Let’s Talk about Spring

Our Spring Collection

by Karla Brandenburg, Nancy J Cohen, James M Jackson, Terry Odell, Maggie Toussaint, and Tina Whittle

Spring flowersEveryone’s heard the saying “April showers bring May flowers,” and for me, that phrase is synonymous with spring. I’m sure many places in the US and the world still have traditional seasons, but here in the south, we started having spring weather in February! I hope we are still enjoying mild temps, lush new plant growth, and that yearly sense of renewal during the traditional months of spring. Our Booklover’s Bench authors share their thoughts on spring below. Maggie Toussaint

ForsythiaThey say the first day of spring is March 21st, the date (approximately) of the vernal equinox. But here in South Georgia, spring comes in fits and starts. Sometimes balmy days will fool the azaleas into thinking it’s time to bloom, and then the poor flowers get iced when February’s last freezing spell roars in. Even the forsythia got over-excited this year and started putting forth yellow blooms at Christmas. It’s the dogwoods that tell the tale, though – until those snow white blossoms open, winter is never truly behind us and spring is still lazing on the horizon. Fingers crossed that will be soon. Tina Whittle

Snow in ColoradoAccording to the calendar, March 23rd is the first day of spring. When I lived in Florida, we had two seasons: Summer and February 3rd. When we moved to Colorado it was nice to have actual seasons—often all four of them in one day. The two pictures were both taken in May.

In the Colorado mountains, spring weather is a moving target. Aspen buds begin to swell—as early as January sometimes, but the leafing out won’t happen until June. And when it does, it’s quick. These trees understand there’s a very short growing season, and they give it their all. Another sign of spring’s approach up here is the baby calves with their mamas in the pastures (or, as we refer to them, “steaks and sliders.”)

No matter what the calendar says, we still go by the “look out the window” method for deciding what tSpring in Coloradohe weather is going to be.

What doesn’t change, however is the lengthening daylight hours, and for me, that’s something to look forward to, as I can’t drive at night. More daylight means I can be out and about that much longer.Terry Odell

I am trebly-blessed when it comes to Spring. My Savannah Spring starts in late February as the probability of frost becomes very small. Bushes begin to bud and flower; dRedbud in bloomeciduous trees sprout new leaves, (and pine trees produce a fine yellow pollen that can find its way anywhere). Birds begin to sing romance and build nests. By the time we leave in late April, it feels like summer.

We arrive at our northern home in Michigan’s Upper Peninsula in the first half of May at a time when a strong chance of frost (and snow, but it won’t last long) remains. Early spring flowers may dot the woods, but most of the migrating birds have not yet arrived, and the leaves (and bugs) are still to come. Spring peepers call from our vernal pond. We get to experience Spring again.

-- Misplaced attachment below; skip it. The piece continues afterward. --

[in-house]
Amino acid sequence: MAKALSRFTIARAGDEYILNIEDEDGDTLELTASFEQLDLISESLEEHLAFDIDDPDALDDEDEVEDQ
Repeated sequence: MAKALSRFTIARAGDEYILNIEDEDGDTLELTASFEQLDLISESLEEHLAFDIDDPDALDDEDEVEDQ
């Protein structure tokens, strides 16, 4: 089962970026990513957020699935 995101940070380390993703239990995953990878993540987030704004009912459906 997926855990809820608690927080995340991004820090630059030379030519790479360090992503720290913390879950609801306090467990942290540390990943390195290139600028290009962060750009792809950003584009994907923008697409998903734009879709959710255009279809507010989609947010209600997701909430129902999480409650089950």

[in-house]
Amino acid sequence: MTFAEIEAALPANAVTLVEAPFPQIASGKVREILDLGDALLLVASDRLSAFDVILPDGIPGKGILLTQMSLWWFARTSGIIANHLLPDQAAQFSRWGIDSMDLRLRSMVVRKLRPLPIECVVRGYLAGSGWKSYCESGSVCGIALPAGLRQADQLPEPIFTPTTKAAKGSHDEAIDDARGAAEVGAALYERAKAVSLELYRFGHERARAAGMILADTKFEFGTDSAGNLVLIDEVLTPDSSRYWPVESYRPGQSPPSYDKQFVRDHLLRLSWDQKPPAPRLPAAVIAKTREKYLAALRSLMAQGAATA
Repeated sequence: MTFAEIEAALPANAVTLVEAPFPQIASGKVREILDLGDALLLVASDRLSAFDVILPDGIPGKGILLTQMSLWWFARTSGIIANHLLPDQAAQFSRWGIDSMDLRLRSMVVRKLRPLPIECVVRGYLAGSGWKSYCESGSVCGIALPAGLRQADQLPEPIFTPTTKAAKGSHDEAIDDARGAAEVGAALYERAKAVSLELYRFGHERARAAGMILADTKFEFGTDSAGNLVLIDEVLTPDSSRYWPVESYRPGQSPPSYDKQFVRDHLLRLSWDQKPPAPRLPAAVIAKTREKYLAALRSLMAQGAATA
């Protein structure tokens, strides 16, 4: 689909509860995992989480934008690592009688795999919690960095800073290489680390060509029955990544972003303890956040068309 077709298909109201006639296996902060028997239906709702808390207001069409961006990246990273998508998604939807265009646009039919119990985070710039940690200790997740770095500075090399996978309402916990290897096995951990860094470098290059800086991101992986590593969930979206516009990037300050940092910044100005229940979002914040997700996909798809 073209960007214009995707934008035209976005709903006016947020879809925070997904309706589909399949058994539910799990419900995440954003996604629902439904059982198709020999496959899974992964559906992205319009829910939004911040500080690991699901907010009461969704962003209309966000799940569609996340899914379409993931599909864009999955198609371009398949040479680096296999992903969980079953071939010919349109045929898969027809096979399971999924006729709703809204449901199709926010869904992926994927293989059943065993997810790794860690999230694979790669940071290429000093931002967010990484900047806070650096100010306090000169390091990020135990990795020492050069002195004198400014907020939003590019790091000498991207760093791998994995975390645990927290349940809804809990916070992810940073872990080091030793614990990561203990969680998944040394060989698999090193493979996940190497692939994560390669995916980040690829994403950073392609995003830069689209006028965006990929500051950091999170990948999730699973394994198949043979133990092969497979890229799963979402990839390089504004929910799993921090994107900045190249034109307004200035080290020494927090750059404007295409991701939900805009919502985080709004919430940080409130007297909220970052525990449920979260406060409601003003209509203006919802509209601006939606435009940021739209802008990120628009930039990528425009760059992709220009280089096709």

On our migration from south to north, we leave summer weather and move backwards to Spring. Often we can enjoy several days in peak season as we stop to visit friends, family, or a mystery conference along the way.James M Jackson

Beautiful Sunsets in the SouthSpring brings showers, flowers, and Easter bunnies. But most of all, it heralds more hours of sunshine. As an amateur photographer, I enjoy taking sunrise and sunset pictures. There’s something about the different quality of light during those times that intrigues me. Best of all, the vibrant range of golds, oranges, and reds are awesome.

Spring is also a reminder to get up and move around. Those longer days inspire walks and gardening and skirmishes with mold and mildew that abound in our southern climate.Maggie Toussaint

Spring is my favorite time of year! For me, it’s about renewal. After a long, cold winter (which can’t be said about this year!), the world comes back to life.  One of my clearest memories of Spring was when I was a child. I’d had an accident and wasn’t allowed to play outside. I was a risk of infection to some rather severe burns. I suppose part of the process was due to my outlook – while I was healing things looked gray and bleak, but once I was healed enough to go out again, everything had transformed, as if by magic overnight. The sky was blue, the grass was green, the trees were budding. A new beginning. Karla Brandenburg

Thinking about springtime brings to mind a bunch of phrases we use in our everyday lives. Let’s look at some of them. A spring in one’s step, as in “She has a spring in her step.” According to the Cambridge English Dictionary, this means “If you walk with or have a spring in your step, you walk energetically in a way that shows you are feeling happy and confident.”

Spring blossomsSpring Cleaning: Wikipedia says “Spring cleaning is the practice of thoroughly cleaning a house in the springtime. The practice of spring cleaning is especially prevalent in climates with a cold winter. In many cultures, annual cleaning occurs at the end of the year. The term is also used metaphorically for any kind of heavy duty cleaning or organizing enterprise.”

Spring Fever: The Merriam-Webster Dictionary says it’s “a feeling of wanting to go outdoors and do things because spring is coming and the weather is getting warmer.”

Spring Ahead, Fall Back: According to TimeandDate.com, “This term is meant to trigger your memory to set your clocks forward 1 hour in the spring at the start of DST, and 1 hour back in the fall when DST ends.” DST = Daylight Saving Time

Spring to mind: Cambridge Dictionary says this means “to come quickly into your mind.”Nancy J Cohen

We hope you’ve enjoyed our spring collection. Please share something that means Spring to you!